Leon Kaplan drives Southern California
Craig Reynolds of Pasadena writes, “Enjoy your weekly articles. Might be interesting to do a paragraph on Leon Kaplan, KABC (790 AM) Sunday mornings 8-10 a.m. He takes calls on all kinds of motorized products, and celebrated his 40th anniversary in January. He was let go with all the other local talent but brought back to work for nothing.”
Good idea. Kaplan has been at KABC as long as I can remember. And he keeps hanging on in spite of changes at the station through the years. Back in 2014, Kaplan was going to leave the station on his own terms due to management wanting to shrink the show down to one-hour in order to make room for Los Angeles Kings-related programming, but an agreement was reached for him to stay, and stay for his full shift.
December, 2019 brought the announcement that all paid weekend hosts would be shown the door in order for the station to make up for years of neglect by cutting unnecessary costs … and owner Cumulus believes that on-air talent is such. But Kaplan decided he could make a ‘go” of it by being his own syndicator. I don’t have the exact details, but my understanding is that he now offers the show to the station for free in exchange for the ability to sell a certain number of advertisements.
Probably a better deal for Kaplan: if he owns the show, he can take it anywhere if needed, and since it still works for KABC, the station earns some points for keeping a long-running show on the air.
I am sure he doesn’t remember me, but the time I met Kaplan, he was a genuinely nice guy. His show is the longest-running continuous show on KABC, and Kaplan’s down-home style makes his show entertaining and fun to listen to.
Tom Burfield writes, “something you wrote Friday scares me. You encouraged FM DJs to ‘bond with listeners’ and talk about the coronavirus.
“Until recently, I listened to KFI (640 AM) and KABC almost exclusively. Since they switched to wall-to-wall coronavirus coverage, I’ve been spending most of my listening time with the FM music stations. AM news and talk stations, TV stations, newspapers and websites continuously drone on and on about COVID-19. The LAST thing we need is for FM music stations to do the same. FM radio is about the only place we can go for a well-needed respite from coronavirus talk. Please don’t encourage them to change that!”
Sorry about that! But that wasn’t my intention. I was thinking of ways to bond by talking with people (off air as well as on) regarding how they are surviving … fun ways to deal with being stuck at home … how to avoid others on walks … humor … basically ways to avoid exactly what you are talking about.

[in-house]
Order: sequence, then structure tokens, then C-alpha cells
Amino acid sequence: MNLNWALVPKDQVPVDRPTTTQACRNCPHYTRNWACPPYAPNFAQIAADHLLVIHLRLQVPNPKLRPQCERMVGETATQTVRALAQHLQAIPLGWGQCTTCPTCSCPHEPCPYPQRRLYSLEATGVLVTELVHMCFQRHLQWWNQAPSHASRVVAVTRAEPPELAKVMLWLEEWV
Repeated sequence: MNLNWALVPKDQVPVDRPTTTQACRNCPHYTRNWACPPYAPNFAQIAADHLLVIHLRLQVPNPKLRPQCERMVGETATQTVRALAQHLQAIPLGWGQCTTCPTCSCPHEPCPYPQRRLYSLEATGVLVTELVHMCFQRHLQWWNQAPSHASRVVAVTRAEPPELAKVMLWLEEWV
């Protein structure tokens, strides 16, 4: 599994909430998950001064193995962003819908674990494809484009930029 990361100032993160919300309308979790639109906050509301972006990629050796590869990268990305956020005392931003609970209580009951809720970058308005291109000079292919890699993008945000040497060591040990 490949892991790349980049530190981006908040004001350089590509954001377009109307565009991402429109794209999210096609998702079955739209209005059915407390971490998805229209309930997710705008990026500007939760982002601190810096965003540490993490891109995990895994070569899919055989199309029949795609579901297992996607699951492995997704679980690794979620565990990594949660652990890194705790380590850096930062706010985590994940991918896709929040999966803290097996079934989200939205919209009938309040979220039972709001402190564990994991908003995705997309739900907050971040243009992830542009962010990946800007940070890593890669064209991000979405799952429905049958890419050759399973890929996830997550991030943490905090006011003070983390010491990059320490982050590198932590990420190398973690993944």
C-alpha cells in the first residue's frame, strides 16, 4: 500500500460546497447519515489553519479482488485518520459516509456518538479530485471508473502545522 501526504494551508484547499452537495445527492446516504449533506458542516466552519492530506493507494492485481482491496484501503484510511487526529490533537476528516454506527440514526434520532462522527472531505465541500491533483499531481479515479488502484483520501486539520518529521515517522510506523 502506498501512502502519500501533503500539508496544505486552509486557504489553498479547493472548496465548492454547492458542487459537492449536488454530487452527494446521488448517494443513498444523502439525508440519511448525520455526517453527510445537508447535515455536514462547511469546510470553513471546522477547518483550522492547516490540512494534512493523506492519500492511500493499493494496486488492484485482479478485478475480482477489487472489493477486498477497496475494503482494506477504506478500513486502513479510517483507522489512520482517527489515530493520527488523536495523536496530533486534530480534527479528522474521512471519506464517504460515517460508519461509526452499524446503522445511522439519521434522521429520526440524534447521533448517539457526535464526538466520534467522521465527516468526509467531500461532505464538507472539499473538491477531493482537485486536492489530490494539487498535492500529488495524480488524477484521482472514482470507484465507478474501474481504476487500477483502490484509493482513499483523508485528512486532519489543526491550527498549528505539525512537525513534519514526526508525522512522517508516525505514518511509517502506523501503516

The idea being that we need to be reassured we can all get through this, and while we are basically stuck at home, we can at least try to have some fun.
The “Real” Don Steele would have been 84 on April 1st; the popular DJ, movie and television star passed away in 1997.
Stories of Steele are legendary, even aside from his tremendous professionalism on and off the air. Apparently while at KTNQ (1020 AM), known at the time as Ten-Q, he would play the studio monitors so loudly that other tenants in the building complained, forcing engineering to move the studio and install sound-proofing.
Steele often recorded himself on the air in order to listen back later and critique himself in order to improve; fortunately many of the tapes still exist and can be heard on various Aircheck sites including airchexx.com and reel radio.com. Even YouTube.
When I met him on a boat to Catalina Island sponsored by his home station at the time, the original KRLA (1110 AM), I found him to be extremely cordial, charming, and far more subdued than I expected. He was very reflective on his career, and made a longtime fan very happy that he was willing to speak with me.
Ken Levine worked with him and considers Steele not only a friend, but his idol. “For thirty years The Real Don Steele ruled the Los Angeles airwaves, most notably on 93/KHJ ‘Boss Radio’ in the 60’s and 70’s. Outrageous, electrifying, thrilling – that was Real on…and OFF the air., Levine writes. “I had the pleasure of working with him at two radio stations, K100 (now KKLQ, 100.3 FM) and TenQ in LA in the 70’s. He also fell off my couch stinking drunk one night and my wife still invited him to dinner again.”
Wife-approval means a lot. You can read Levine’s full tribute on the April 1st edition of his blog at kenlevine.blogspot.com.